The river Waal at Nijmegen, The Netherlands. The original river is to the left, which was a bottleneck and extra dangerous due to the curve. This problem has been resolved by a bypass (right), which has made part of the old dike into an island. In this way the river got more space and flood risks are reduced.
The New York Times Magazine has a beautiful article on a Dutch water manager, Henk Ovink. He enrolled with Shaun Donovan, the United States Secretary of Housing and Urban Development, serving in the cabinet of President Barack Obama to make the USA fit for the next Sandy.
The Dutch approach to water management is very different and looks for inexpensive regional collaborative solutions. Whereas the Americans prefer expensive local isolated solutions, because solutions that would help everyone would be "socialist".
I do not know about socialism, but the American solution sure reminds one of the relative suffering mechanism, I recently proposed to understand the climate "debate" in the post: "Do climate dissenters like climate change?"
Relative suffering is an evolutionary mechanism where you do not optimize your own absolute fitness, but rather how well you and your kin are doing relative to outsiders. It can be an evolutionary stable strategy suffer more yourself, as long as others suffer more.
Some excerpts from the article.
The funniest quote is:
Beyond that, Ovink feared that politics might undermine any chance to encourage new thinking about water management. “When I mentioned climate change to one official,” he said, “she almost hit me.”The irrational response to climate change of some Americans is really unbelievable. Is there a smiley for someone shacking his head?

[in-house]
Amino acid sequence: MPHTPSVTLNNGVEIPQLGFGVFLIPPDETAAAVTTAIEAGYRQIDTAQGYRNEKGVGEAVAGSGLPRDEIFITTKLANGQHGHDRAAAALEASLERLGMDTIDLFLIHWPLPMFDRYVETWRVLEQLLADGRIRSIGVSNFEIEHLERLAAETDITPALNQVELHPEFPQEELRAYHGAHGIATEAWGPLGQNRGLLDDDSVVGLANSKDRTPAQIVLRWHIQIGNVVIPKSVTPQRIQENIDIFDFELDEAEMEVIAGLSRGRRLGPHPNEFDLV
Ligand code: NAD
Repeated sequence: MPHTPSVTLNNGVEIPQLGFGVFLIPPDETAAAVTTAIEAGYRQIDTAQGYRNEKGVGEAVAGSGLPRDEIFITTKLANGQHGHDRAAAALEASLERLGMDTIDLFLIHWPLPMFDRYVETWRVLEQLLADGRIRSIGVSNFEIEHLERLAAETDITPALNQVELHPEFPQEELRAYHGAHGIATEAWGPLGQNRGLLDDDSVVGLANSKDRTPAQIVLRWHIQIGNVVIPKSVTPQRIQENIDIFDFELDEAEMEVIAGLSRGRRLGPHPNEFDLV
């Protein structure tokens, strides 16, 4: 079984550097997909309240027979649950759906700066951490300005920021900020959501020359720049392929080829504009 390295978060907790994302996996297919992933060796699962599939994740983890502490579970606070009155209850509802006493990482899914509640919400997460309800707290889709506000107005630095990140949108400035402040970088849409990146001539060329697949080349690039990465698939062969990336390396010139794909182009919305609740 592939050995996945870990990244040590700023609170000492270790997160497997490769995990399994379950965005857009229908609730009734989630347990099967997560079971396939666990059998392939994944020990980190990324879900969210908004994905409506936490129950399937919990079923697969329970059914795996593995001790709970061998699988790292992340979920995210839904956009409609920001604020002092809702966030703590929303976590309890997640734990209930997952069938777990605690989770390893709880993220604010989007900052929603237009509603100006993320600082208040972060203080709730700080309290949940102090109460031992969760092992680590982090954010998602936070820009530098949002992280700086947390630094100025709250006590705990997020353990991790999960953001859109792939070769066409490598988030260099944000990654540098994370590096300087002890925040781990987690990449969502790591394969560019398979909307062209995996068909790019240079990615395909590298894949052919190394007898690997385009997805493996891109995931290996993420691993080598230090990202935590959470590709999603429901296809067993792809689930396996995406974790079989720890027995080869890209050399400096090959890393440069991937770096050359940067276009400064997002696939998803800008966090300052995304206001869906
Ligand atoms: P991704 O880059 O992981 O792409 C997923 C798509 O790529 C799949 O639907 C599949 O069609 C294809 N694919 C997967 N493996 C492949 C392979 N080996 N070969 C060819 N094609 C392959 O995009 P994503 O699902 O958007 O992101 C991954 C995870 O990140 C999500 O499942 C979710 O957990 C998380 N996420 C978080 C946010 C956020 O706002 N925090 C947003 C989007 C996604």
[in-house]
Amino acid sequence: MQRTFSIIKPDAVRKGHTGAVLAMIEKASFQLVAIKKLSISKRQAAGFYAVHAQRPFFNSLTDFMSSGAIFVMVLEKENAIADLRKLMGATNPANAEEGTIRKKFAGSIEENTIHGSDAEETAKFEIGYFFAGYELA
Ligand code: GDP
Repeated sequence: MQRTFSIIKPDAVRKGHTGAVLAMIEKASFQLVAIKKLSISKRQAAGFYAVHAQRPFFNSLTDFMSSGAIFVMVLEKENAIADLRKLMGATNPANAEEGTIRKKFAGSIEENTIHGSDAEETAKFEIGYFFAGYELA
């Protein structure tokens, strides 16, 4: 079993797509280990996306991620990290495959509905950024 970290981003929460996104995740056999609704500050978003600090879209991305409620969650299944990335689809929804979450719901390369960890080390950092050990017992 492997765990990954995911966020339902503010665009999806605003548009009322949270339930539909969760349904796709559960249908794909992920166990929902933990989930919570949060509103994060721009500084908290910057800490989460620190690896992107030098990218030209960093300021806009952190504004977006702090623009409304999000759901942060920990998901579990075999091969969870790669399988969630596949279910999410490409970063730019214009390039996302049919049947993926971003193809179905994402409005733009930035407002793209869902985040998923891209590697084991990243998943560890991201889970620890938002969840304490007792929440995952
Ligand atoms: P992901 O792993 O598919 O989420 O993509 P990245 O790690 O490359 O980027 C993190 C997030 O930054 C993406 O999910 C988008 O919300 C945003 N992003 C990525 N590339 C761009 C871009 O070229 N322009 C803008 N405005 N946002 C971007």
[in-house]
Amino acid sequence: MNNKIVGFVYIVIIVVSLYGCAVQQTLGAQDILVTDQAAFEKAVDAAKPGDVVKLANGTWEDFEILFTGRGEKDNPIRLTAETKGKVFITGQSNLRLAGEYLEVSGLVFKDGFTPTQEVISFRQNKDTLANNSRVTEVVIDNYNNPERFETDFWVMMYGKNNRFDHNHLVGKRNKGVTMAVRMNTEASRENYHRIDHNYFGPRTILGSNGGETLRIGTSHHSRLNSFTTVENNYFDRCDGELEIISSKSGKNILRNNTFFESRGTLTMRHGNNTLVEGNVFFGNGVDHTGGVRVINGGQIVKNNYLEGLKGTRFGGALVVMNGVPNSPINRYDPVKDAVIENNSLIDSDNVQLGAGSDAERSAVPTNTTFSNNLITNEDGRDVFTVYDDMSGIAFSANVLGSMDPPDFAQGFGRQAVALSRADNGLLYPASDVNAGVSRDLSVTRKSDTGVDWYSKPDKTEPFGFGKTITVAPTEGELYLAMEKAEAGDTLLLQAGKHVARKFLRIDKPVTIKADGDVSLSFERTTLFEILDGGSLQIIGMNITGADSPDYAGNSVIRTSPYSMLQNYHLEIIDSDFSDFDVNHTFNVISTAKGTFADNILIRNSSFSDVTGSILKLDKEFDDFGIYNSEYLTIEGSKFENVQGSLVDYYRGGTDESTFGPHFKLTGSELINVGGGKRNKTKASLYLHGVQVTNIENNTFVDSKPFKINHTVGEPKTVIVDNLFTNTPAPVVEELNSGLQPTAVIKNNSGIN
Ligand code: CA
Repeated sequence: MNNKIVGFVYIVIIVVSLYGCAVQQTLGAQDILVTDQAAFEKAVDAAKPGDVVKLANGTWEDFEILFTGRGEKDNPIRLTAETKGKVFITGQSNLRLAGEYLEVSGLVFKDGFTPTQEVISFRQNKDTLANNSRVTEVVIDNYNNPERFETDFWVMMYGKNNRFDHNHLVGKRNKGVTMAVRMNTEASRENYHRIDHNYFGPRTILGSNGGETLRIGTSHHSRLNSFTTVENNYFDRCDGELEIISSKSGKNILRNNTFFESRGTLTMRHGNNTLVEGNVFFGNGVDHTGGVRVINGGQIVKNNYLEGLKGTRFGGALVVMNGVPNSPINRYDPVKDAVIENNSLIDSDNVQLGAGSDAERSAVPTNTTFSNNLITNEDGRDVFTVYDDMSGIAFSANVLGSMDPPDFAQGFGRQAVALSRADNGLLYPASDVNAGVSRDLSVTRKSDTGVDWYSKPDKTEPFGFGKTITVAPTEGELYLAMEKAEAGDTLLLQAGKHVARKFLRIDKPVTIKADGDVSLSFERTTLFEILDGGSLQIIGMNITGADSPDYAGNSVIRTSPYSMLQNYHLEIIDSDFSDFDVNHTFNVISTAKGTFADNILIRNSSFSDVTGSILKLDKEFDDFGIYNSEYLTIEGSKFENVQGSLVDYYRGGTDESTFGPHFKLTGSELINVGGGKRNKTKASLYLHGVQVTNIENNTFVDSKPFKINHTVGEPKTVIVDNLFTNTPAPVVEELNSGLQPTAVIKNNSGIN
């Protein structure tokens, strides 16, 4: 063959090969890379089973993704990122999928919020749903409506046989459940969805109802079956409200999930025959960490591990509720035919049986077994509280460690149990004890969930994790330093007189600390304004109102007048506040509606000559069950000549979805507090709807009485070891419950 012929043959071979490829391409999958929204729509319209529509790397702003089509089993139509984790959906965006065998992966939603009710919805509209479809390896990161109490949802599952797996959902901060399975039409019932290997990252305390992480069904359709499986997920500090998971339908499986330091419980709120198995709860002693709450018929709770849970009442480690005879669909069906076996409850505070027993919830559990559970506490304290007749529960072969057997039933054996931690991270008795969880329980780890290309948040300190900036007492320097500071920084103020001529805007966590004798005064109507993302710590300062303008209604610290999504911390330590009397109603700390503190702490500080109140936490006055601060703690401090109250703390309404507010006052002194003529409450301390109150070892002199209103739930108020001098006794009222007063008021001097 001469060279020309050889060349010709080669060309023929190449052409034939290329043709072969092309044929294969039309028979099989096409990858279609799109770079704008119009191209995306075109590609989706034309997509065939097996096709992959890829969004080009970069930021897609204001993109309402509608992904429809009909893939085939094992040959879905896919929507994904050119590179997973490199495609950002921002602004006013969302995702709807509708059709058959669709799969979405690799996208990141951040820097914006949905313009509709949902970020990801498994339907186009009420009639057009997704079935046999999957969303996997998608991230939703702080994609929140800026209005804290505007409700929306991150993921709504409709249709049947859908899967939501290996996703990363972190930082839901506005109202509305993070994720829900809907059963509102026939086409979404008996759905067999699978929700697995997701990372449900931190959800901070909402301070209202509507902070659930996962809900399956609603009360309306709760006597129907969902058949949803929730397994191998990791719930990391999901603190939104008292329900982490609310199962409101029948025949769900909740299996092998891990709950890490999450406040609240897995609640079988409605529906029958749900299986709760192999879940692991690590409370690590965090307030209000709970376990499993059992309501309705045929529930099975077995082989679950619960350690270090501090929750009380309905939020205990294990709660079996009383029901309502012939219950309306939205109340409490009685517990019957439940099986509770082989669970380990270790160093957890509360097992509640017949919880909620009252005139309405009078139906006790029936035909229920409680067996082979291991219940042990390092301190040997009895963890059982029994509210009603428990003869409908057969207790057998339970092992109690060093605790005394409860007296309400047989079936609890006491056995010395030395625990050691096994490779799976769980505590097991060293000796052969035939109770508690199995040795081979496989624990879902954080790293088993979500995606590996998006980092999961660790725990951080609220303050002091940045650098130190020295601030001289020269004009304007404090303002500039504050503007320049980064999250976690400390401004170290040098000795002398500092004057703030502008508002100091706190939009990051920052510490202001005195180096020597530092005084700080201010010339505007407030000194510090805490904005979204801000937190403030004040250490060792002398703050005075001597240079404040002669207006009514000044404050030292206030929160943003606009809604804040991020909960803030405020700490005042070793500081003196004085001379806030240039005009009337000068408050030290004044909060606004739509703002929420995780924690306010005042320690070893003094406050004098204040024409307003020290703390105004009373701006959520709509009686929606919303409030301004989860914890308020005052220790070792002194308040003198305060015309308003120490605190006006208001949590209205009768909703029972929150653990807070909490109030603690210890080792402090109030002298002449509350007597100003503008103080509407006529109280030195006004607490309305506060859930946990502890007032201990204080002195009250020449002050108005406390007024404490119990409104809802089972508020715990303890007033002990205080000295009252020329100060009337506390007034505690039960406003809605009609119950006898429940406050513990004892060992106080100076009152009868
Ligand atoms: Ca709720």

For all the unexpected support Ovink and his ideas have received, some observers still maintain skepticism about how much change can be effected here, and how fast. “When I heard about Room for the River, and that Dutch farmers said, ‘O.K., we’ll allow our fields to be flooded in order to protect the city,’ I thought, you’re going to have a harder time with that kind of thing in the U.S.,” said Armando Carbonell, a senior fellow at the Lincoln Institute of Land Policy. (My link)I wonder whether Carbonell realises that the farmer will naturally be compensated for his "socialist" behaviour. In that case the behaviour would be economically rational as it would maximise wealth. Sounds like being a good capitalist is socialist in the USA.